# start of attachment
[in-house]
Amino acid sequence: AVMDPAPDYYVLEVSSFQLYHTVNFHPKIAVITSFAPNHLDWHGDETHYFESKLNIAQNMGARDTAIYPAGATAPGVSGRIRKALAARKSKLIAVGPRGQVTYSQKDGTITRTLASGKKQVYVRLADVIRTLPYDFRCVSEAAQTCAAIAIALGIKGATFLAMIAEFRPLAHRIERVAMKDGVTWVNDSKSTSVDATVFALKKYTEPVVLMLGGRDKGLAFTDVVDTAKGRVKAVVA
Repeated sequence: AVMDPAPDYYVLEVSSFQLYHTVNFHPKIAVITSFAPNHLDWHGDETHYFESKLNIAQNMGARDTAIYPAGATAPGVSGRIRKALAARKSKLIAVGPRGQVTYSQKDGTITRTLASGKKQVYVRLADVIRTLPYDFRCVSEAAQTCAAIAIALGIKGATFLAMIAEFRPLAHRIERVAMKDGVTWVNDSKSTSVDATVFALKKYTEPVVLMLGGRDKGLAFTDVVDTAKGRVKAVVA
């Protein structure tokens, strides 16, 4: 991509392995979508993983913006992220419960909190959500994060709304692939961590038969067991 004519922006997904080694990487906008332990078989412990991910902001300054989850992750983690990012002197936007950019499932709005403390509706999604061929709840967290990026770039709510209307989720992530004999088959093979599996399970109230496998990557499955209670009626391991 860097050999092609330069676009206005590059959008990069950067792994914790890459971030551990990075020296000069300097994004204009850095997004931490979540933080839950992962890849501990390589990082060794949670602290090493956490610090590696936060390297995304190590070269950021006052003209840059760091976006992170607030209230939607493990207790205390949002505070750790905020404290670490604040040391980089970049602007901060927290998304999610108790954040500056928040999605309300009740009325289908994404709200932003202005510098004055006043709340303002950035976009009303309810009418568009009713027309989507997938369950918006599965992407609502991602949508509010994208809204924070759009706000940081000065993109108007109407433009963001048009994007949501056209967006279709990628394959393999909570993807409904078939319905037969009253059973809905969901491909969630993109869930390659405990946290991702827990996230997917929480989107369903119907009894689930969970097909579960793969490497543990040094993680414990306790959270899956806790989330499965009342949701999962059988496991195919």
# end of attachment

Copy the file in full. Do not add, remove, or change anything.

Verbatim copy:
[in-house]
Amino acid sequence: AVMDPAPDYYVLEVSSFQLYHTVNFHPKIAVITSFAPNHLDWHGDETHYFESKLNIAQNMGARDTAIYPAGATAPGVSGRIRKALAARKSKLIAVGPRGQVTYSQKDGTITRTLASGKKQVYVRLADVIRTLPYDFRCVSEAAQTCAAIAIALGIKGATFLAMIAEFRPLAHRIERVAMKDGVTWVNDSKSTSVDATVFALKKYTEPVVLMLGGRDKGLAFTDVVDTAKGRVKAVVA
Repeated sequence: AVMDPAPDYYVLEVSSFQLYHTVNFHPKIAVITSFAPNHLDWHGDETHYFESKLNIAQNMGARDTAIYPAGATAPGVSGRIRKALAARKSKLIAVGPRGQVTYSQKDGTITRTLASGKKQVYVRLADVIRTLPYDFRCVSEAAQTCAAIAIALGIKGATFLAMIAEFRPLAHRIERVAMKDGVTWVNDSKSTSVDATVFALKKYTEPVVLMLGGRDKGLAFTDVVDTAKGRVKAVVA
């Protein structure tokens, strides 16, 4: 991509392995979508993983913006992220419960909190959500994060709304692939961590038969067991 004519922006997904080694990487906008332990078989412990991910902001300054989850992750983690990012002197936007950019499932709005403390509706999604061929709840967290990026770039709510209307989720992530004999088959093979599996399970109230496998990557499955209670009626391991 860097050999092609330069676009206005590059959008990069950067792994914790890459971030551990990075020296000069300097994004204009850095997004931490979540933080839950992962890849501990390589990082060794949670602290090493956490610090590696936060390297995304190590070269950021006052003209840059760091976006992170607030209230939607493990207790205390949002505070750790905020404290670490604040040391980089970049602007901060927290998304999610108790954040500056928040999605309300009740009325289908994404709200932003202005510098004055006043709340303002950035976009009303309810009418568009009713027309989507997938369950918006599965992407609502991602949508509010994208809204924070759009706000940081000065993109108007109407433009963001048009994007949501056209967006279709990628394959393999909570993807409904078939319905037969009253059973809905969901491909969630993109869930390659405990946290991702827990996230997917929480989107369903119907009894689930969970097909579960793969490497543990040094993680414990306790959270899956806790989330499965009342949701999962059988496991195919």